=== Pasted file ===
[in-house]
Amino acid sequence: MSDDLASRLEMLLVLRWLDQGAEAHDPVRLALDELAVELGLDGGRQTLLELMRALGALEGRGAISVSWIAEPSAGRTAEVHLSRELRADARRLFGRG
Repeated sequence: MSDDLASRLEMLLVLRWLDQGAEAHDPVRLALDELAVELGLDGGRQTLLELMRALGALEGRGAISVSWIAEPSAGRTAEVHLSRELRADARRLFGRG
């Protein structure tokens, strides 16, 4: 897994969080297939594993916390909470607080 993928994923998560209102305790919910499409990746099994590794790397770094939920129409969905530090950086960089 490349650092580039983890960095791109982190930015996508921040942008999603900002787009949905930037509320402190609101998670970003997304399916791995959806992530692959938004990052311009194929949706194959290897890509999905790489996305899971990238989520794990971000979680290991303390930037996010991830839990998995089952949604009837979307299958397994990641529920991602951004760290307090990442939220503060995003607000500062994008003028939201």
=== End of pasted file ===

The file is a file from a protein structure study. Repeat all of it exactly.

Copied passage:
[in-house]
Amino acid sequence: MSDDLASRLEMLLVLRWLDQGAEAHDPVRLALDELAVELGLDGGRQTLLELMRALGALEGRGAISVSWIAEPSAGRTAEVHLSRELRADARRLFGRG
Repeated sequence: MSDDLASRLEMLLVLRWLDQGAEAHDPVRLALDELAVELGLDGGRQTLLELMRALGALEGRGAISVSWIAEPSAGRTAEVHLSRELRADARRLFGRG
């Protein structure tokens, strides 16, 4: 897994969080297939594993916390909470607080 993928994923998560209102305790919910499409990746099994590794790397770094939920129409969905530090950086960089 490349650092580039983890960095791109982190930015996508921040942008999603900002787009949905930037509320402190609101998670970003997304399916791995959806992530692959938004990052311009194929949706194959290897890509999905790489996305899971990238989520794990971000979680290991303390930037996010991830839990998995089952949604009837979307299958397994990641529920991602951004760290307090990442939220503060995003607000500062994008003028939201």